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Was Shakespeare a Fraud? 

Year: 2011 
Running Time:
Aspect Ratio: 2.39:1 (Scope) 
Certificate: BBFC 12A Cert – Under 12s admitted only with an adult 
Subtitles: This film is not expected to be subtitled, though this cannot be guaranteed. 
Directed by Roland Emmerich 
Starring: Rhys Ifans, Vanessa Redgrav, David Thewlis  
An image from Anonymous

William Shakespeare: literary genius, master of words, storyteller extraordinaire. We all know his words; we all know his plays. What we don’t know? We’ve all been played.

Shakespeare’s name is put proudly to 37 plays, 134 sonnets and a treasure trove of epic poetry, but still generations have wondered whether a single word is his. Anonymous explores a fascinating interpretation of the origin of the plays, weaving the complex threads of politics, religion, sex and ambition around the words we know so well.

The film follows the story of Edward de Vere, the Earl of Oxford (Jamie Campbell-Bower and Rhys Ifans), who is taken in as a ward by the Queen. Elizabeth I, (the talented Vanessa Redgrave), has no heir, leaving England’s future vulnerable to the selfish schemes of powerful nobles. It is in this squalor of corruption that de Vere sees his chance to seize power for the populace, by weaving his political agendas into plays. Unable, due to his rank, to accept credit for the plays himself, de Vere names playwright Ben Jonson (Sebastian Armesto) the author. But Jonson has a friend, a friend he should never have confided in, a friend who takes everything from him: a friend called William Shakespeare.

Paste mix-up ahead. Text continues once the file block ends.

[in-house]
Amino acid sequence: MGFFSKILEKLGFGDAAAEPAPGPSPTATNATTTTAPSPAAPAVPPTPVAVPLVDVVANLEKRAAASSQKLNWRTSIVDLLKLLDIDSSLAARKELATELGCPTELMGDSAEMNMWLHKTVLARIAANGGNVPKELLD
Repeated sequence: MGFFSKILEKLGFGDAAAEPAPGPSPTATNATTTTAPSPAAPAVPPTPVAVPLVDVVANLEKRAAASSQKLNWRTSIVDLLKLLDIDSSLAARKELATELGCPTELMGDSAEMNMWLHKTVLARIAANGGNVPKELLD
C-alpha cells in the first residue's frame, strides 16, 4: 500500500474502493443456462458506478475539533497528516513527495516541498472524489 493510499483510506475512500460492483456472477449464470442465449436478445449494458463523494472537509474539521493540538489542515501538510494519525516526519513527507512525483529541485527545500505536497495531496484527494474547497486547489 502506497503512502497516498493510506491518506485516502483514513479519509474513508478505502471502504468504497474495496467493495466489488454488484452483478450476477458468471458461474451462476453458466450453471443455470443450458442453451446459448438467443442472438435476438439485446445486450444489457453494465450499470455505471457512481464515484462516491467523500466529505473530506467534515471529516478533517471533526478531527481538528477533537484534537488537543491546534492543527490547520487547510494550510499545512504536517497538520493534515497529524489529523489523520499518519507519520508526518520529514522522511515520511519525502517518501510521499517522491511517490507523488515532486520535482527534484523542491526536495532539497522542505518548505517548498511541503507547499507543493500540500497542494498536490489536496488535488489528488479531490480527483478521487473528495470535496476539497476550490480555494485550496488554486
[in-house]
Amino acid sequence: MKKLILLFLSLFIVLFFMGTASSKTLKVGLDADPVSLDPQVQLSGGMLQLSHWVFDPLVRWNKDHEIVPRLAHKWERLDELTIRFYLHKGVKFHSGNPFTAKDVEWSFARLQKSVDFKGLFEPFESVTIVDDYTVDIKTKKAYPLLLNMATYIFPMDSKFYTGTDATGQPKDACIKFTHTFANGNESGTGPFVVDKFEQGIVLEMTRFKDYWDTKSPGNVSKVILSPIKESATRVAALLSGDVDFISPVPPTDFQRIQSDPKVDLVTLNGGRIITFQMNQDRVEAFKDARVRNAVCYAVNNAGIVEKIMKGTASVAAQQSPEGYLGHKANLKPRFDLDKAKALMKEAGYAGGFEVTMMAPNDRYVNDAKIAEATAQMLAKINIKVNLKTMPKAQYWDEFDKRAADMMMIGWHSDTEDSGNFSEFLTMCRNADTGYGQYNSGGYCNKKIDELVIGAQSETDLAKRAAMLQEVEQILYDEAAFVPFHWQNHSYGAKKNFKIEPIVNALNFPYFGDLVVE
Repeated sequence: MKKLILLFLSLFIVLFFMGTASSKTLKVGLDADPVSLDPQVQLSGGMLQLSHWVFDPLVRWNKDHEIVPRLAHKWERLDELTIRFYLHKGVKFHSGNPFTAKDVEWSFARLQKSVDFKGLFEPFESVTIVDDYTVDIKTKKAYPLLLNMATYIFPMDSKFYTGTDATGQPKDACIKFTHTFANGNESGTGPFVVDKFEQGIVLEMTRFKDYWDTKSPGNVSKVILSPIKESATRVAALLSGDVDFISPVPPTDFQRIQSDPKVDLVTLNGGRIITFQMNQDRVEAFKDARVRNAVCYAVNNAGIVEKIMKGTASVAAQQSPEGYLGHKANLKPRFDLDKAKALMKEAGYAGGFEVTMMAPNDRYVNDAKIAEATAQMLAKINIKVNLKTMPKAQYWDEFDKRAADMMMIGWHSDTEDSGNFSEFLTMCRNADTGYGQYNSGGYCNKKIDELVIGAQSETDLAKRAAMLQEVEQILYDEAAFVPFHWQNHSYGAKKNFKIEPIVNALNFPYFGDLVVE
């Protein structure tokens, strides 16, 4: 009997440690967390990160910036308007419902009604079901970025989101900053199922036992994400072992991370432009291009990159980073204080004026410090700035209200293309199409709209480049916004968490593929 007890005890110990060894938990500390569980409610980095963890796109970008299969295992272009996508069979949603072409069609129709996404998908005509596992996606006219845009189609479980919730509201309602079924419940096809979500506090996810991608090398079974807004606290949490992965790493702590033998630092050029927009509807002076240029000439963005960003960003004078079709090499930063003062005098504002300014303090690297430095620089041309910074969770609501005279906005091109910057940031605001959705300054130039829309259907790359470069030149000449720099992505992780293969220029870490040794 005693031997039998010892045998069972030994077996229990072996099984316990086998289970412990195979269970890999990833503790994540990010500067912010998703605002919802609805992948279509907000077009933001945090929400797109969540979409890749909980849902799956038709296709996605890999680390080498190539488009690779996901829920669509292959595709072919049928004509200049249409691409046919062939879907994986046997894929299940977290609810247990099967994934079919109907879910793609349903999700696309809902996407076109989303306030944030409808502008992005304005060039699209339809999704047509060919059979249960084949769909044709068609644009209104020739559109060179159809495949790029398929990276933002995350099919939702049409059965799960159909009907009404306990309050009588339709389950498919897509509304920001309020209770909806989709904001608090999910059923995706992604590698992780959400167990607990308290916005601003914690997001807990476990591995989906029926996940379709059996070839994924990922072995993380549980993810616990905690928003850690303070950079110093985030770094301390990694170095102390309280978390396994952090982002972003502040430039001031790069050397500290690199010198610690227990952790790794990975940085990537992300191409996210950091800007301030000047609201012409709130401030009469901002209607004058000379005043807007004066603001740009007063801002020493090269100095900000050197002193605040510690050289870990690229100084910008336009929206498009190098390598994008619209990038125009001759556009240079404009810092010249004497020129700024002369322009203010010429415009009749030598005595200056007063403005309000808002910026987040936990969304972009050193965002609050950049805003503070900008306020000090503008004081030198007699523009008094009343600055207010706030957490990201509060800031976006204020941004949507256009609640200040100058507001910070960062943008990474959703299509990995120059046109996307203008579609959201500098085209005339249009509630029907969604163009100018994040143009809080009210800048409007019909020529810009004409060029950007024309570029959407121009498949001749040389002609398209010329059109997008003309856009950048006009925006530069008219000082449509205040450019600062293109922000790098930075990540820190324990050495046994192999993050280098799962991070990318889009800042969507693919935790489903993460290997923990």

Beautifully shot with a plethora of exquisite settings and incredible London skyscapes, Anonymous will transport you to Tudor England, a land wrought with strife and corruption. The stunning Elizabethan setting is underpinned by Harald Kloser and Thomas Wander’s haunting Renaissance-style score. Unarguably a change of pace for the typical apocalyptic-action director, Roland Emmerich (Independence Day and The Day After Tomorrow) deals skilfully with the many layers in this intriguing film.

Definitely one for anyone who enjoyed the affluent costumes, sexual tension and political schemes of the BBC series The Tudors, or any fan of the famous plays, this is a brand new take on one of the oldest, and most compelling, conspiracies of all that will have you questioning till the very end:

Was Shakespeare a fraud? That is, as they say, the question.

Clarissa Gillingham

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Screenings of this film:

2011/2012 Spring Term (35mm)